How Appealing

Thursday, January 26, 2006

Meanwhile, back in New Jersey: Today in The Bergen Record, Amy Klein reports that “Chagares nominated to fill judgeship vacated by Chertoff.”

The Newark Star-Ledger reports today that “Stalemate broken on U.S. judges for Jersey; White House agrees to fill vacancies in Trenton, Camden and Newark.”

Men may be from Mars, and women from Venus, but The Asbury Park Press reports today that “Bush nominates a Neptune native for trial-court judgeship; She is currently a U.S. Magistrate.”

And The Philadelphia Inquirer reports today that “Prosecutor Bumb picked for U.S. bench; The assistant U.S. attorney’s big wins include Milton Milan’s conviction.”

Posted at 10:20 PM by Howard Bashman

“Flight attendants win case against Air Canada”: The Toronto Globe and Mail provides a news update that begins, “The Supreme Court of Canada ruled Tuesday that Air Canada’s flight attendants can compare their pay with that of pilots and ground crews to determine if they are being discriminated against because of gender.” You can access today’s ruling of the Supreme Court of Canada at this link.

Posted at 5:18 PM by Howard Bashman

In 9/11-related perjury prosecution against Osama Awadallah arising from testimony he gave under oath to a federal grand jury, Second Circuit affirms trial court’s prohibition on asking grand jurors to testify concerning their subjective impressions of the defendant’s demeanor and appearance: You can access today’s ruling at this link. The ruling is a setback to federal prosecutors, who took the appeal seeking to overturn the trial court’s pretrial order limiting the type of questions that could be put to grand jurors who will be called as witnesses for the prosecution at trial. Some additional background about the case can be accessed here.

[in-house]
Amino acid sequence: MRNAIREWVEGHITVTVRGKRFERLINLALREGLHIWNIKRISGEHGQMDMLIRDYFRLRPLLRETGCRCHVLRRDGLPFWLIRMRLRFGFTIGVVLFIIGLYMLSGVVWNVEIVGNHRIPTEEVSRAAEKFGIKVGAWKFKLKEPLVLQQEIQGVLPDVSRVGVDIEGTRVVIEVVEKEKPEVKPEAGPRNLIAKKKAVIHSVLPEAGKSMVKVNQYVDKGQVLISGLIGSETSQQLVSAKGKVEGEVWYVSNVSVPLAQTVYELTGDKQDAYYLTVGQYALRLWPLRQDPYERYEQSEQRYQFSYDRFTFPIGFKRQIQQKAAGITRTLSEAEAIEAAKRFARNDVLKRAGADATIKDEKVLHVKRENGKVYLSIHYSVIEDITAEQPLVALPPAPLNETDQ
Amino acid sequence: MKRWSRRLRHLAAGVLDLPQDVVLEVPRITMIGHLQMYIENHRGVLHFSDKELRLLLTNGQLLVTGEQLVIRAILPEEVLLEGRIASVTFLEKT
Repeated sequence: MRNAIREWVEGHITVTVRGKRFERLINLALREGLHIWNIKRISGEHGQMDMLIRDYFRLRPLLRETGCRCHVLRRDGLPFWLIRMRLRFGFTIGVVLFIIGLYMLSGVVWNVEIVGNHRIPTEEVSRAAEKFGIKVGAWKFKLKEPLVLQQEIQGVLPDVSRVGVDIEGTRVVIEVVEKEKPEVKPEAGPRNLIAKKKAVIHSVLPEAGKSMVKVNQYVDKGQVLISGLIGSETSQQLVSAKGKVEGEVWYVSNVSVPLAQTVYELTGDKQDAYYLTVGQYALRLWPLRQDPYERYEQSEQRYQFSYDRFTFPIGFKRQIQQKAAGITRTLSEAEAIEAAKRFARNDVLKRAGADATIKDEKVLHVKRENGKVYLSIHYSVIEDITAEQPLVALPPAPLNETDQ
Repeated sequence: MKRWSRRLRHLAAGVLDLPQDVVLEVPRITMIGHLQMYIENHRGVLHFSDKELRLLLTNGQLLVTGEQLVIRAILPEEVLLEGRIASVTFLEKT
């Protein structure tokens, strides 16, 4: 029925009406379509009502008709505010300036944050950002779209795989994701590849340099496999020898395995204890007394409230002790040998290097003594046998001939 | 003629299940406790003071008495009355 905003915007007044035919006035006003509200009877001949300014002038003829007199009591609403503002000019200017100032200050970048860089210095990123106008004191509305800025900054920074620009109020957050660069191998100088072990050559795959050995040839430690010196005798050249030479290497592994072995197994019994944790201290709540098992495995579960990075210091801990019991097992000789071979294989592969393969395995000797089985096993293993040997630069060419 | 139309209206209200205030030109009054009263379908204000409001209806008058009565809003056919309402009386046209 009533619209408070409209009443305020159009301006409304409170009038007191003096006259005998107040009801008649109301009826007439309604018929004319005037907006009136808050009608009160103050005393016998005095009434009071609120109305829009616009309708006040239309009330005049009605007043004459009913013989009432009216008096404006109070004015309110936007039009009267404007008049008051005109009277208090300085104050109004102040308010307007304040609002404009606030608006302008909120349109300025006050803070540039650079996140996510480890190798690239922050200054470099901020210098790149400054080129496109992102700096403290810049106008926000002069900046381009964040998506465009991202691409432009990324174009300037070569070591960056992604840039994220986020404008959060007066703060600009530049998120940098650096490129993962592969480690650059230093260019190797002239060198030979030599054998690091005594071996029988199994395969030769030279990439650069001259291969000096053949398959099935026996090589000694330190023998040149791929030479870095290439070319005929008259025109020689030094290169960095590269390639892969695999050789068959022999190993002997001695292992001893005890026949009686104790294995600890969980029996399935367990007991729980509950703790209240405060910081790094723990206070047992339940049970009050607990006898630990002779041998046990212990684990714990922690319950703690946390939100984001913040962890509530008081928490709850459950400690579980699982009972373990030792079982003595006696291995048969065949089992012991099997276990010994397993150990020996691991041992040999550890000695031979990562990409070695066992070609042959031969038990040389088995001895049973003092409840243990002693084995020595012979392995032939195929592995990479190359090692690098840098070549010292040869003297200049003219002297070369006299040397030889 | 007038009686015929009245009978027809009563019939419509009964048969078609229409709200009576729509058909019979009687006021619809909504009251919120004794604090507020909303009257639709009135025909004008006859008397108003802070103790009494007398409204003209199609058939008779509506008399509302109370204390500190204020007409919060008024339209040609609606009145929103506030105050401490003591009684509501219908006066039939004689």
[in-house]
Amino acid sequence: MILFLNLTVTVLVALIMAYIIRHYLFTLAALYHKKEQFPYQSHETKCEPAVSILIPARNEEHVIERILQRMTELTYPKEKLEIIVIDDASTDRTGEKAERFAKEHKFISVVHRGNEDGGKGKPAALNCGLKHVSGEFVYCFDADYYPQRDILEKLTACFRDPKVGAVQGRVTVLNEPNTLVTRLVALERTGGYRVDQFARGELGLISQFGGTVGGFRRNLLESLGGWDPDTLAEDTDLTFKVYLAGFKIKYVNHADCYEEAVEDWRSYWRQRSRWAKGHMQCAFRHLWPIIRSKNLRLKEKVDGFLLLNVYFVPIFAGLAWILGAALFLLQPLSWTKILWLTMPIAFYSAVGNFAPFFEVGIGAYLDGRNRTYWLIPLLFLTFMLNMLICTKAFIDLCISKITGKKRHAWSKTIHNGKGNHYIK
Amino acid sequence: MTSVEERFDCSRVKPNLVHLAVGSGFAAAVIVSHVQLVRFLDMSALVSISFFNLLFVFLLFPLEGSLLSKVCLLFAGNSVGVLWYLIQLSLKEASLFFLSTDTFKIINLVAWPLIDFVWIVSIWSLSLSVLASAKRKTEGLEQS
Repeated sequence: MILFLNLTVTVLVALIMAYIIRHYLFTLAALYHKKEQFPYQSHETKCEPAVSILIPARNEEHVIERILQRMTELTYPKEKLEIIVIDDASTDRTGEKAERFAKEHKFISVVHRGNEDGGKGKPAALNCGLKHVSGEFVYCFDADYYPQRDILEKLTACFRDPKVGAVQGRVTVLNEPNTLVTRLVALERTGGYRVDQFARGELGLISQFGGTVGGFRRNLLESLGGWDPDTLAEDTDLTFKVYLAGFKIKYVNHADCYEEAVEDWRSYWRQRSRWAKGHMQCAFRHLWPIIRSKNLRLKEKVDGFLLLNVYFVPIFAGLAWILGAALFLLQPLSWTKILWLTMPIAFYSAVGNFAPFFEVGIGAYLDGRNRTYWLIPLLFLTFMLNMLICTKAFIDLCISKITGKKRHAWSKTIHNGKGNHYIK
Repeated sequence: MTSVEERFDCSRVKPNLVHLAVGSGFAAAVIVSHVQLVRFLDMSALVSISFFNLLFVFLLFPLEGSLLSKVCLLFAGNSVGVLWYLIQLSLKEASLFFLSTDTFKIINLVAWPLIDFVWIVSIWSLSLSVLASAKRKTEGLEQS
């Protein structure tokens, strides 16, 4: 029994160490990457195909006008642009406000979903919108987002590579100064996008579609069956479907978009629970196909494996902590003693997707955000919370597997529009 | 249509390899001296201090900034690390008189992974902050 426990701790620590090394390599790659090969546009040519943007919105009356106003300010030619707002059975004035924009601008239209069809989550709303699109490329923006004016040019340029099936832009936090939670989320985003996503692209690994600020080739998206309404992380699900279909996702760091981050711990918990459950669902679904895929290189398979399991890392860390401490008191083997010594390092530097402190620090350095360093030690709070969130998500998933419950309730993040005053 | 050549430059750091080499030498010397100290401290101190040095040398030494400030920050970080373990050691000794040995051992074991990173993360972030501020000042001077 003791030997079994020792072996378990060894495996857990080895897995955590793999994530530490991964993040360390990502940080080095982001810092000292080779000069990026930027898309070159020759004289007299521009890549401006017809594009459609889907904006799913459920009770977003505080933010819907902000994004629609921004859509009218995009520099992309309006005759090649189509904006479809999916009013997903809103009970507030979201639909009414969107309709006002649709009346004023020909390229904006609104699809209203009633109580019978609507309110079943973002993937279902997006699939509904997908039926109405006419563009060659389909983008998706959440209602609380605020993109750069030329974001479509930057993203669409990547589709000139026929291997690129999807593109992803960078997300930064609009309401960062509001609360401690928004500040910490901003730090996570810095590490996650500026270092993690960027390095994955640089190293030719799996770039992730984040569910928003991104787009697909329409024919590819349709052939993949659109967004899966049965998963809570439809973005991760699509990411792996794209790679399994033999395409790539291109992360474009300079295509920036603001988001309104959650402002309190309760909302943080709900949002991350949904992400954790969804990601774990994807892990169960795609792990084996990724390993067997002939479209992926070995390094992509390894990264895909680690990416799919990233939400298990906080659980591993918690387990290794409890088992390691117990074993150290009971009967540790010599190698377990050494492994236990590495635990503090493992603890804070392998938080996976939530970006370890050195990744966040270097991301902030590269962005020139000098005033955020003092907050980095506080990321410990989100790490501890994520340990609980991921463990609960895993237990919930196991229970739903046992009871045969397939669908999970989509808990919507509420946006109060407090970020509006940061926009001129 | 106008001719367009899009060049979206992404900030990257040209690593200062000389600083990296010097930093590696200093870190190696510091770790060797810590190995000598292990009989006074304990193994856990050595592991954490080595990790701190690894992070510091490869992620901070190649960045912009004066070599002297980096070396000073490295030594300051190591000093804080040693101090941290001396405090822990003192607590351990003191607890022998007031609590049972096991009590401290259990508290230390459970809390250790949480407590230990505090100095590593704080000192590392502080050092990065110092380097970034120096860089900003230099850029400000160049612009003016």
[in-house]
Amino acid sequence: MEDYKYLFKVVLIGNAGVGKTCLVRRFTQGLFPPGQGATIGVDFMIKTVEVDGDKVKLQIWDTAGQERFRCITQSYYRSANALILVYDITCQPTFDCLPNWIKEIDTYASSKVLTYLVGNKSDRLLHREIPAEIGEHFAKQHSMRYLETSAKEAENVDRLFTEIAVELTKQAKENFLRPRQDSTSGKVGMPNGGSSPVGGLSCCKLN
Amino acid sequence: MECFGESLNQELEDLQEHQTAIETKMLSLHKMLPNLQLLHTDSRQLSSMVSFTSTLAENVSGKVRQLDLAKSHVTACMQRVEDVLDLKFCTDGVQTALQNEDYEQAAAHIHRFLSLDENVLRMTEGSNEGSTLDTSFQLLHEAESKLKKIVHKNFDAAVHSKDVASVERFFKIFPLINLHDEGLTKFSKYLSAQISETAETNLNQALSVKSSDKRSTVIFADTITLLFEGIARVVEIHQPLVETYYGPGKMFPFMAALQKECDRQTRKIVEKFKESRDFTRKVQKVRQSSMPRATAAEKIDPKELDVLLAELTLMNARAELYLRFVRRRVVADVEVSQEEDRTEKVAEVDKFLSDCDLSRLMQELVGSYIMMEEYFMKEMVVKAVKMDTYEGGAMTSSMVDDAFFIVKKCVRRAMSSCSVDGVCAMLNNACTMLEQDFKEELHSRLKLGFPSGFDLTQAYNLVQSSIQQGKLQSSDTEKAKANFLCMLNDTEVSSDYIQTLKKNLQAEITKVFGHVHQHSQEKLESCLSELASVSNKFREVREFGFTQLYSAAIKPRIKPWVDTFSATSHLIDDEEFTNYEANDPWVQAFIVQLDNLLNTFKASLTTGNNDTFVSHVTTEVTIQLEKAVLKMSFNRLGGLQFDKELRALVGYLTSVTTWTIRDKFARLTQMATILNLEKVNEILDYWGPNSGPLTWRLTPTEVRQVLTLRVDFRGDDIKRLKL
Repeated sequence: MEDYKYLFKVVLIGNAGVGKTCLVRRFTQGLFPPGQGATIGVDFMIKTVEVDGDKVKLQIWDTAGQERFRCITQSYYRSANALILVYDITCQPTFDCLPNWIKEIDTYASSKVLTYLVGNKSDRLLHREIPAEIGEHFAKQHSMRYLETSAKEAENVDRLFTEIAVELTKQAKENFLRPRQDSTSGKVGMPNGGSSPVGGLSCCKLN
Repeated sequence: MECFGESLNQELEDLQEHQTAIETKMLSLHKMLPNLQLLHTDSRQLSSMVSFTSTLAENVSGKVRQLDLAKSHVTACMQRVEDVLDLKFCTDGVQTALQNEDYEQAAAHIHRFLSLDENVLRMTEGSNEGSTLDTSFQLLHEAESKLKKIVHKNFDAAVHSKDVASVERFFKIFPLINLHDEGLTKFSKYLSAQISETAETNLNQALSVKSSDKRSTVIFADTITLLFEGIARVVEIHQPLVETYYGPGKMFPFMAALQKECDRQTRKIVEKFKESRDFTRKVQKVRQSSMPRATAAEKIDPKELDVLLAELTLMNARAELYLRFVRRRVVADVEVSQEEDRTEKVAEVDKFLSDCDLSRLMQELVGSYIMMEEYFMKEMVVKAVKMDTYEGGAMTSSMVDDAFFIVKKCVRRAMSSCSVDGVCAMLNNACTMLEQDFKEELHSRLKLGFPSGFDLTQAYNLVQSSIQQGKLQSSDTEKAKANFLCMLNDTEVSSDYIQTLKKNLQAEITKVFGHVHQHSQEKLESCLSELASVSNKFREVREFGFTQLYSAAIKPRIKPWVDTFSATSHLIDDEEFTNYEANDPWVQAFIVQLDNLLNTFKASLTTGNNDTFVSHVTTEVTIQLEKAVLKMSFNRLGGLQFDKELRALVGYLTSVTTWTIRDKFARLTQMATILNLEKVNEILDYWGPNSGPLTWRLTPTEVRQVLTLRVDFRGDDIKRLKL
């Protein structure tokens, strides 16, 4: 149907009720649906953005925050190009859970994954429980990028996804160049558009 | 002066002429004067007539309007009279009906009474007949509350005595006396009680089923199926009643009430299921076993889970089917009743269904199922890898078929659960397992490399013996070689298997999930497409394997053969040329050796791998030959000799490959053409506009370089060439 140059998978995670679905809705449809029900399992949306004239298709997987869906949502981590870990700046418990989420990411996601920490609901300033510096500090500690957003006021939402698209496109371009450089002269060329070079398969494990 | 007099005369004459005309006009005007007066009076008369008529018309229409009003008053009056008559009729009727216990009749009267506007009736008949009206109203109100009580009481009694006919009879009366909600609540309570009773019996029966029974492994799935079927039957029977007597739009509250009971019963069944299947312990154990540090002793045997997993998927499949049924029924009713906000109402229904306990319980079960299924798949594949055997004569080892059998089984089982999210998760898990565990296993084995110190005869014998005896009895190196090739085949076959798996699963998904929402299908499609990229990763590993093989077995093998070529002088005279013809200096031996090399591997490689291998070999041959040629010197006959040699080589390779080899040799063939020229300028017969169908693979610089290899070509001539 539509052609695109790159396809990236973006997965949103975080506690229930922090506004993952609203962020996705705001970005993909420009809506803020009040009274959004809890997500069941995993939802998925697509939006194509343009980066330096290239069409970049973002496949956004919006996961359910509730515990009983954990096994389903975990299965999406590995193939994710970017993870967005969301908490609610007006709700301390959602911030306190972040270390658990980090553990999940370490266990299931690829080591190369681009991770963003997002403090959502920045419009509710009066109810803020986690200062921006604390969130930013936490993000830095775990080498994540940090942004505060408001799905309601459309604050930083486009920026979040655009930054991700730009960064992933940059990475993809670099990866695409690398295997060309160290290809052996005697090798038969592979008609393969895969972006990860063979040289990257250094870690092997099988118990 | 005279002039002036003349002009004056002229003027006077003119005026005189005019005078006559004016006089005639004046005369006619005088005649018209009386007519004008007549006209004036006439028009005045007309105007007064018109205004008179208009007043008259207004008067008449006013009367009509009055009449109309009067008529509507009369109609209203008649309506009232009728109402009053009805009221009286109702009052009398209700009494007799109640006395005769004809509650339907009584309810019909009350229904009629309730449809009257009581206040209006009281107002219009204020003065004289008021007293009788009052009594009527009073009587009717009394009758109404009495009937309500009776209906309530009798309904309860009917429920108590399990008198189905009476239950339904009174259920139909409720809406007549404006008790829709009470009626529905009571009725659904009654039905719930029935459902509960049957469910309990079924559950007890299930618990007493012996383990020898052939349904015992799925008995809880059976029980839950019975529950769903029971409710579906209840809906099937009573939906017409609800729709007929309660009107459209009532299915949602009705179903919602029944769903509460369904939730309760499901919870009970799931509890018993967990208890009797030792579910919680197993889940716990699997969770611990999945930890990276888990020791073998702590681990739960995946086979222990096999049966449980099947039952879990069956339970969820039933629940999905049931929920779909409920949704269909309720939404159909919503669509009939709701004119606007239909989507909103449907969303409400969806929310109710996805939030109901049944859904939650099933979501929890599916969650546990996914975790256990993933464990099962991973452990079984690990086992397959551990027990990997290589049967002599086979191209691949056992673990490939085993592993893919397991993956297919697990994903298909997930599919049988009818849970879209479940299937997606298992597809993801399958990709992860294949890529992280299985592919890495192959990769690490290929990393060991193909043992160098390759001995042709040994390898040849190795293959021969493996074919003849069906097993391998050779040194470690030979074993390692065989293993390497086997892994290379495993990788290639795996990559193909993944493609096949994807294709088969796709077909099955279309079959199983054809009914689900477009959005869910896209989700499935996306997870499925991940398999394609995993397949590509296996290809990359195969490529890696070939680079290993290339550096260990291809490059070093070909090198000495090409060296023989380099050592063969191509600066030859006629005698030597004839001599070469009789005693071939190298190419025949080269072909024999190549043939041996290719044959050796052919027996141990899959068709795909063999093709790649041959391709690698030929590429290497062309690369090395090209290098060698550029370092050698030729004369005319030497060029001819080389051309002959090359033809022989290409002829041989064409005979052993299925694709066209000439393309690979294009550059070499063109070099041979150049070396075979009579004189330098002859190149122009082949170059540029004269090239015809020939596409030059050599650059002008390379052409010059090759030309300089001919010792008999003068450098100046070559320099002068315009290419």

Posted at 5:00 PM by Howard Bashman

“Euthanize Federal Mission Creep: Oregon’s assisted suicide law saved by Supreme Court’s liberal justices.” Shikha Dalmia has this essay online today at Reason.

Posted at 3:30 PM by Howard Bashman

“We remain somewhat troubled that, in contrast to most statutory construction cases where we are usually asked to construe the meaning of an ambiguous phrase or word, we are here faced with the task of striking a word passed on by both Houses of Congress and approved by the President, and replacing it with a word of the exact opposite meaning.” A three-judge panel of the U.S. Court of Appeals for the Ninth Circuit today issued an interesting order (taking the form of an opinion) addressing the procedure for perfecting an appeal under the recently enacted Class Action Fairness Act of 2005.

Finding the statutory language ambiguous, the Ninth Circuit today rules that the proper procedure for requesting appellate review under CAFA is the procedure set forth in Federal Rule of Appellate Procedure 5, titled “Appeal by Permission.”

Even more interesting, however, is the court’s discussion of the timing provision contained in the federal statute authorizing appellate review. That statute provides:

Section 1447 shall apply to any removal of a case under this section, except that notwithstanding section 1447(d), a court of appeals may accept an appeal from an order of a district court granting or denying a motion to remand a class action to the State court from which it was removed if application is made to the court of appeals not less than 7 days after entry of the order.

As today’s order explains, “the statute as written creates a waiting period of seven days before which an appeal is too early, with no upper limit to when an appeal ultimately may be filed.”

With respect to the statute’s express timing provision, today’s order states: “there is no apparent logical reason for the choice of the word ‘less’ in the statute, use of the word ‘less’ is, in fact, illogical and contrary to the stated purpose of the provision, and the statute should therefore be read to require that an application to appeal under §1453(c)(1) must be filed–in accordance with the requirements of FRAP 5–not more than 7 days after the district court’s order.”

Posted at 3:10 PM by Howard Bashman

“6th Circuit Court judge dies at 49; ‘Very respected’ jurist from Grosse Pointe Woods spent her life building law career”: The Detroit News provides an obituary that begins, “U.S. Court of Appeals Judge Susan Bieke Neilson, whose appointment to the 6th Circuit Court bench was confirmed by the Senate in October, died Wednesday night of pulmonary failure in Harper Hospital in Detroit.”

Judge Neilson joined the U.S. Court of Appeals for the Sixth Circuit on November 9, 2005. On October 27, 2005, as I then noted here, the U.S. Senate confirmed her to the Sixth Circuit by a vote of 97-0.

Posted at 2:15 PM by Howard Bashman